specialists consists of Ben Farabee
and Ron Kocan at end, Jerry Mad-
er and Dick Schram at tackle,
Dave Kovacevich and letterman
Lou Pavloff at guard, and Don
Blanchard at center.
Letterman Bob Chandler or
Frosty Evashevski will call the sig-
nals with veteran Eddie Hood and
Tom Prichard at halfback and
Dodd at fullback, after Anthony
recovers.

2-

P.M. 7-10 PAAMcIi

7 10 P. M ON; "US
- M;TUES
RUSH CONTINUES THRU
SUN., OCT. J4

1\.

a-New York
Minnesota
Los Angeles
Chicago
Detroit
Cleveland
Baltimore
Boston
Kansas City
Washington
x-Clinched

W L
94 65
88 71
85 73
84 75
82 76
77 81
77 82
75 ' 83
72 87
59 100
pennant.

Pct.
.591
.553
.538
.528
.519
.487
.484
.475
.453
.371

GB
-
10,
11%
16/
17
22
35

GRID SELECTIONS
Twenty of the nation's leading college games are here for the
asking. All you have to do is pick the winners of them, including the
score of the Michigan game, and two free passes to the Michigan
Theatre now showing "The Miracle Worker" will be waiting. Deadline
is midnight tonight. Bring or mail your entries to The Michigan Daily.
420 Maynard.
The DailySports staff got the jump last week-as a little prac-
tice before printing our picks-and Associate Sports Editor Dave
Andrews heads the swamis with a 17-3 mark.

YESTERDAY'S RESULTS
No games scheduled
TODAY'S GAMES
Kansas City at Detroit
Baltimore at Minnesota
Los Angeles at Cleveland (2)
Chicago at New York (n)
(Only games scheduled)
NATIONAL LEAGUE

THIS WEEK'S GAMES

Don t wait until

the last day

I

Los Angeles
San Francisco
Cincinnati
Pittsburgh
Milwaukee
St. Louis
Philadelphia
Houston
Chicago
New York

W L
101 57
99 60
96 64
91 67
85 74
81 78
81 78
62 94
57 102
39 118

Pct. GB
.639 -
.623 21/2
.600 6
.576 10
.535 161/2
.509 20/
.509 20Y2
.397 38
.358 44/
.248 611/

1.
2.
3.
4.
5.
6.
7.
8.
9.
10.

Consensus Picks in Caps
Nebraska at MICHIGAN
INDIANA at Cincinnati
Missouri at MINNESOTA
No. Carolina at OHIO STATE
Oregon State at IOWA
N.M. State at WISCONSIN
MSU at Stanford
Illinois at WASHINGTON
Syracuse vs. ARMY at N.Y.
Colgate at CORNELL

(Consensus-17-3-.850)
11. Rutgers at PRINCETON
12. BOSTON COLL. at Villanova
13. TENNESSEE at Auburn
14. GEORGIA TECH at Florida
15. NOTRE DAME at Oklahoma
16. Utah at OREGON
17. GEORGIA at Vanderbilt
18. Rice at LOUISIANA STATE
19. PITTSBURGH at Baylor
20. Texas Christ. at MIAMI (Fla)

I

YESTERDAY'S RESULTS
Philadelphia 7, Chicago 0
St. Louis 7, San Francisco 4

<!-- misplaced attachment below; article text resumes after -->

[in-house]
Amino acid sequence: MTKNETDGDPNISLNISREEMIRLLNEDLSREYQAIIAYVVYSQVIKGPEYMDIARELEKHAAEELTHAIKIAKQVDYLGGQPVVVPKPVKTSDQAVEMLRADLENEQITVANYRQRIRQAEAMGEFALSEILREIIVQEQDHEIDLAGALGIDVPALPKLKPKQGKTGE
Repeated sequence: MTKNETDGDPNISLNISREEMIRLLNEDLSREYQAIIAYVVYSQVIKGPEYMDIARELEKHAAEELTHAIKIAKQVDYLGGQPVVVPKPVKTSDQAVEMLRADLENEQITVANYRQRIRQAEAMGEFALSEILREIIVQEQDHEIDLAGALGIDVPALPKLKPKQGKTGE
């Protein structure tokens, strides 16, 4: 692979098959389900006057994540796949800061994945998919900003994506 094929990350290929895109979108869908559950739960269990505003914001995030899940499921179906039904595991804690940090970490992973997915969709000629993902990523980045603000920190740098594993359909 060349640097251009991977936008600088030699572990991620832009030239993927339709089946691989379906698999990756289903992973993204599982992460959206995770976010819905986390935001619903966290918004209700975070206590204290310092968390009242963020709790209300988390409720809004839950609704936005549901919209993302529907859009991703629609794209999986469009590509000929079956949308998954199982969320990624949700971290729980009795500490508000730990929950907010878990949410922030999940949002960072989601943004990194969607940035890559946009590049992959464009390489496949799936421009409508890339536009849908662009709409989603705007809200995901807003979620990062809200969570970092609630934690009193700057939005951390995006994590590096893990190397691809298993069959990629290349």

Houston at Los Angeles (inc.)
(Only games scheduled)
TODAY'S GAMES
New York at Chicago
Pittsburgh at Milwaukee (n)
Philadelphia at Cincinnati (n)
St. Louis at Los Angeles (n)
Houston at San Francisco (n)

F 0

~"

SPORTS STAFF SELECTIONS
DAVE ANDREWS (Associate Sports Editor, 17-3-.850)-Mich., Ind., Mo., OsU,
Iowa, Wis., MSU, Wash., Syr., Cor., Princ., BC, Tenn., Ga. Tech, Okla., Ore.,
Ga., LSU, Pitt, Miami.
PETE DILORENZI (16-4-.800)-Mich., Ind., Mo., OSU, Iowa, Wis., MSU,
Wash., Syr., Cor., Princ., BC, Auburn, Ga. Tech, ND, Utah, Ga., LSU, Pitt, Miami.
BOB ZWINCK (16-4-.800)-Mich., Ind., Minn., OSU, Iowa, Wis., MSU, Wash.,
Army, Cor., Princ., Wil., Auburn, Ga. Tech, Okla., Ore., Vand., LSU, Pitt, Miami.
JIM BERGER (15-5--.750)-Mich., Ind., Mo., OSU, Iowa, Wis., MSU, Wash.,
Syr., Cor., Princ., BC, Tenn., Ga. Tech, ND, Ore., Ga., LSU, Pitt, Miami.
STAN KUKLA (15-5-.750)-Mich., Ind., Mo., OSU, Iowa, Wis., MSU, Wash.,
Army, Col., Princ., BC, Tenn., Ga. Tech, Okla., Ore. Ga., LSU, Pitt, Miami.
DAVE GOOD (15-5-.750)-Mich., Ind., Minn., OSU, Iowa, Wis., MSU, Wash.,
Army, Cor., Princ., BC,, Tenn., Ga. Tech., ND, Utah, Ga., LSU, Pitt, Miami. 3
JAN WINKELMAN.(Associate Sports Editor,:14-6-.700)-Mich., Ind., Minn.,
OSU, Iowa, Wis., MSU, Wash., Army, Cor., Rut., BC, Auburn, Ga. Tech, ND,
Ore., Ga., LSU, Bay. Miami.
MIKE BLOCK (14-6-.700)-Mich., Ind., Minn., OSU, Iowa, Wis., MSU, Wash.,
Army, Cor., Princ., BC, Tenn., Ga. Tech, Okla., Ore., Ga., LSU, Pitt, Miami.
TOM WITECKI, Daily Sports Editor, 1960-61 (Guest Selector, 14-6-.700) -
Mich., Ind., Minn., OSU, Iowa, Wis., MSU, Wash., Army, Col., Rut., Vill., Auburn,
Ga. Tech, ND,, Ore., Ga., LSU, Pitt, Miami.
TOM WEBBER (Sports Editor, 13-7-.650)-Mich., Ind., Minn., OSU, Iowa,
Wis., MSU, Wash., Army, Cor., Princ., BC, Tenn., Ga. Tech, Okla., Ore., Vand.,
LSU, Pitt, Miami.
JOHN SCOCHIN (13-7-.650)-Mich., Ind., Minn., OSU, Iowa, Wis., MSU,
Wash., Army, Cor., Princ., BC, Tenn., Ga. Tech, ND, Utah, Ga., LSU, Pitt, Miami.
JERRY KALISH (13-7-.650)-Mich., Ind., Mo., OSU, Iowa, Wis., MSU, Wash.,
Army, Cor., Princ., BC, Tenn., Ga. Tech, Okla., Ore., Ga., LSU, Pitt, Miami. .